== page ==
Ethical labor practices is not the only change in the chocolate industry that ESC pursues. They also aim to protect the environment and cultivate wildlife diversity. As could be guessed by the name, this company has a large focus on conservation and bringing awareness to species endangered of going extinct. With each new flavor of chocolate, the wrapper features a new endangered species. In addition to the wrapper having a themed pattern after its species, the consumer is able to read all about and see pictures, maps, and diagrams of their species on the inside too. Their chocolate is also predominantly vegan and Green-e Certified, meaning they follow a standard for clean and renewable energy in their production. To go a step further, 10% of the annual profits are donated to various conservation organizations, such as the National Forest Foundation, every year. Since 2016, ESC has donated over $2.6 billion to these focused organizations and over $500,000 just in 2020. Included in their 2020 Impact Report, Endangered Species Chocolate has set their sights on a goal to increase this number to $1 million annual donations by 2027.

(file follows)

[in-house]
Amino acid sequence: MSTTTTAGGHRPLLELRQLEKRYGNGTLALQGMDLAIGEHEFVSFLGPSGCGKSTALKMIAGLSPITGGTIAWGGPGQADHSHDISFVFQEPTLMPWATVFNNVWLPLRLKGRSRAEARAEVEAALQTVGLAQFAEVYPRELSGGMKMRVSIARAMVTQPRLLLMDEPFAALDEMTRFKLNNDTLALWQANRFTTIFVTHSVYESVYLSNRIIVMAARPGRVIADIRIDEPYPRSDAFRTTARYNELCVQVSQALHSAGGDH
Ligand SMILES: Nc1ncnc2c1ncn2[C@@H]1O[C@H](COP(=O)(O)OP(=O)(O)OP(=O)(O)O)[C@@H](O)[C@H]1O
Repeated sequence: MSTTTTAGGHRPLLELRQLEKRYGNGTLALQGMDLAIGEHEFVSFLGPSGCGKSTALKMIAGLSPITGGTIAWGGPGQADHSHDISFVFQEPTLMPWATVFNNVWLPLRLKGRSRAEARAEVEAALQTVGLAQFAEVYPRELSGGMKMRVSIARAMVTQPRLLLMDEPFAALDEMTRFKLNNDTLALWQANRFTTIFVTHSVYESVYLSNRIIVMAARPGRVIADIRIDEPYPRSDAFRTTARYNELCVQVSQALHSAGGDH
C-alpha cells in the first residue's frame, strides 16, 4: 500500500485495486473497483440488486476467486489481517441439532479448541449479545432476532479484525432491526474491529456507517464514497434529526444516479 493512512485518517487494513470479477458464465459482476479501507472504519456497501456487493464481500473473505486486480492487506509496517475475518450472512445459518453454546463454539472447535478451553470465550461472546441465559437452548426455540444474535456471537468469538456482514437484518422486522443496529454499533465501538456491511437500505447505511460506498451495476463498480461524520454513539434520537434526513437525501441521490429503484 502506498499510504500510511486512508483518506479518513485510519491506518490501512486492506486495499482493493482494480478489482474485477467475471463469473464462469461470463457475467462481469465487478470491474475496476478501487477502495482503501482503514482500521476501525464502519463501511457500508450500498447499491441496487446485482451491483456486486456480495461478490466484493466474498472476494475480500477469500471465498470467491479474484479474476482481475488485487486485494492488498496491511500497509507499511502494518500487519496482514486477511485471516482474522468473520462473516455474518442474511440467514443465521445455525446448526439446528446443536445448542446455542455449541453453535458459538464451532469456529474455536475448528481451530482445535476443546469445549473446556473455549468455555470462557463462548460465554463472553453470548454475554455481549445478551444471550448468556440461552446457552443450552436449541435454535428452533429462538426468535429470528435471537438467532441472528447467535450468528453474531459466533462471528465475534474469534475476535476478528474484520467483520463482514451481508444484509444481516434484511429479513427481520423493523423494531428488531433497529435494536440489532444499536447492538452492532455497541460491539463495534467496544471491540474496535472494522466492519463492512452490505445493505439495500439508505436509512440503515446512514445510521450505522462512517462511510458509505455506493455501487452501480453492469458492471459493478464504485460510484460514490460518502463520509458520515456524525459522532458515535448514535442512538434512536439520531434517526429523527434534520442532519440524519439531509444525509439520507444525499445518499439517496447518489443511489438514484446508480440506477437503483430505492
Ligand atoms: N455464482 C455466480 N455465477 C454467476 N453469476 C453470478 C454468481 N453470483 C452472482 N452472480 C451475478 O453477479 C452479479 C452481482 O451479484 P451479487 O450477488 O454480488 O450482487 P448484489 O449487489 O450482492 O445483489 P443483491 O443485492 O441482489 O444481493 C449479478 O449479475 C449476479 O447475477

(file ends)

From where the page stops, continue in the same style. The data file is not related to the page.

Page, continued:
Company Highlights: The Innovation of QOA Chocolate

Looking towards the future, a leader who has recently emerged in the game of chocolate as of August 2021 is the QOA Chocolate Company. ‘QOA’ is a play on the ending pronunciation of the word ‘cocoa.’ In the creation of this new company, its founders sought to research and create a type of synthetic chocolate that tastes and has the same rich consistency as true chocolate. This comes with one main ambition, though: the chocolate does not contain any cocoa or dairy products. Alternatively, the chocolate is made using a certain fermentation process with specific chains of yeast and 100% natural food waste, such as from pea pods, potato peels, or oats. All of these ingredients change the recipe of the chocolate based on the regions it is being produced in to adapt to the specified flavors and food waste available in the areas. In turn, this regional approach works to save on expenses and mitigate greenhouse gas emissions by reducing the rate of deforestation and use of transportation in exports, as well as creating local jobs rather than human trafficking and using child labor. QOA Chocolate aims to implement a sustainable alternative in mass markets to decrease the demand of the current cocoa supply chain and to bring an optimistic change to the long lasting tastes and traditions of one of the most loved sweets around the globe.